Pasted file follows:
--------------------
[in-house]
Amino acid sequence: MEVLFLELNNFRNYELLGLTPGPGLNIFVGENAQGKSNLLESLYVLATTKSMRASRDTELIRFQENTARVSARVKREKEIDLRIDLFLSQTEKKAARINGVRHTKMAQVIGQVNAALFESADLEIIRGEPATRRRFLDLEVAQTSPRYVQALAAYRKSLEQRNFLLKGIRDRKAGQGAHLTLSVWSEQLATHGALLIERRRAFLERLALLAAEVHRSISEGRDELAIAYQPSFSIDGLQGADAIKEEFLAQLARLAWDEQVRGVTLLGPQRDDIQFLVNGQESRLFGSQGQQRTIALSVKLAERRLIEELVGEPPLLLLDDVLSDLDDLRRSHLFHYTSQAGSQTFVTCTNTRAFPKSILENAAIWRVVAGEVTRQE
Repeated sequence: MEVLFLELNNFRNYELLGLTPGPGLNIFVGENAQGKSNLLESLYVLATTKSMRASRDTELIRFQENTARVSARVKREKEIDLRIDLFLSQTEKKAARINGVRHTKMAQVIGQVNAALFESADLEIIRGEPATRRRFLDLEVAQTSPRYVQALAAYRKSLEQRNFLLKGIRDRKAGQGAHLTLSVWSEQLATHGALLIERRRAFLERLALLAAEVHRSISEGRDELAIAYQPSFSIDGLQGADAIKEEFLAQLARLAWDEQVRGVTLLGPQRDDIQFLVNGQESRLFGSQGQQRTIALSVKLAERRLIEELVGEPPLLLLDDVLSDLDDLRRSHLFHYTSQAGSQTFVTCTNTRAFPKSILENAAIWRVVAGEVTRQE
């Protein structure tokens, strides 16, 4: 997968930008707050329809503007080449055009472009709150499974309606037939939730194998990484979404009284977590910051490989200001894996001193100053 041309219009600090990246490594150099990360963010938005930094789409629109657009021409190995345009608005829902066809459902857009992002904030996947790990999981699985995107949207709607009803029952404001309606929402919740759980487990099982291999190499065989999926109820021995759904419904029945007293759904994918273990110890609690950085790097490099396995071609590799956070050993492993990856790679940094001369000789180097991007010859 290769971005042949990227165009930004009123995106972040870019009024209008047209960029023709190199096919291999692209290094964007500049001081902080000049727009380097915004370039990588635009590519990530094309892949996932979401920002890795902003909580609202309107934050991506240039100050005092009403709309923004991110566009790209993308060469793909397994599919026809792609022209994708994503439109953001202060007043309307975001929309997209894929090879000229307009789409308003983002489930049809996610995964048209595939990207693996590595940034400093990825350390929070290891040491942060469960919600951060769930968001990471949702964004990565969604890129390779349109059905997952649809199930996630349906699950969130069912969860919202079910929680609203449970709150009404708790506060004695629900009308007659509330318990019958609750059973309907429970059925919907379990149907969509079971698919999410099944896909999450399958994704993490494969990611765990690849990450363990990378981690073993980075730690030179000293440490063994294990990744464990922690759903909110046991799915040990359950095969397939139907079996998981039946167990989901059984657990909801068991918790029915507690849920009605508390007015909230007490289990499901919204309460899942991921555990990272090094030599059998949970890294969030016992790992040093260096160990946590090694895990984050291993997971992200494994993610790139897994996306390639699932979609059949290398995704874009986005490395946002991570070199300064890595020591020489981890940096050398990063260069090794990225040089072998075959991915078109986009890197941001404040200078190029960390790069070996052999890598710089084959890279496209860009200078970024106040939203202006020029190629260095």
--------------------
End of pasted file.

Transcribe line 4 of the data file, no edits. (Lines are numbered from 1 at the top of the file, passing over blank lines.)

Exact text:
């Protein structure tokens, strides 16, 4: 997968930008707050329809503007080449055009472009709150499974309606037939939730194998990484979404009284977590910051490989200001894996001193100053 041309219009600090990246490594150099990360963010938005930094789409629109657009021409190995345009608005829902066809459902857009992002904030996947790990999981699985995107949207709607009803029952404001309606929402919740759980487990099982291999190499065989999926109820021995759904419904029945007293759904994918273990110890609690950085790097490099396995071609590799956070050993492993990856790679940094001369000789180097991007010859 290769971005042949990227165009930004009123995106972040870019009024209008047209960029023709190199096919291999692209290094964007500049001081902080000049727009380097915004370039990588635009590519990530094309892949996932979401920002890795902003909580609202309107934050991506240039100050005092009403709309923004991110566009790209993308060469793909397994599919026809792609022209994708994503439109953001202060007043309307975001929309997209894929090879000229307009789409308003983002489930049809996610995964048209595939990207693996590595940034400093990825350390929070290891040491942060469960919600951060769930968001990471949702964004990565969604890129390779349109059905997952649809199930996630349906699950969130069912969860919202079910929680609203449970709150009404708790506060004695629900009308007659509330318990019958609750059973309907429970059925919907379990149907969509079971698919999410099944896909999450399958994704993490494969990611765990690849990450363990990378981690073993980075730690030179000293440490063994294990990744464990922690759903909110046991799915040990359950095969397939139907079996998981039946167990989901059984657990909801068991918790029915507690849920009605508390007015909230007490289990499901919204309460899942991921555990990272090094030599059998949970890294969030016992790992040093260096160990946590090694895990984050291993997971992200494994993610790139897994996306390639699932979609059949290398995704874009986005490395946002991570070199300064890595020591020489981890940096050398990063260069090794990225040089072998075959991915078109986009890197941001404040200078190029960390790069070996052999890598710089084959890279496209860009200078970024106040939203202006020029190629260095």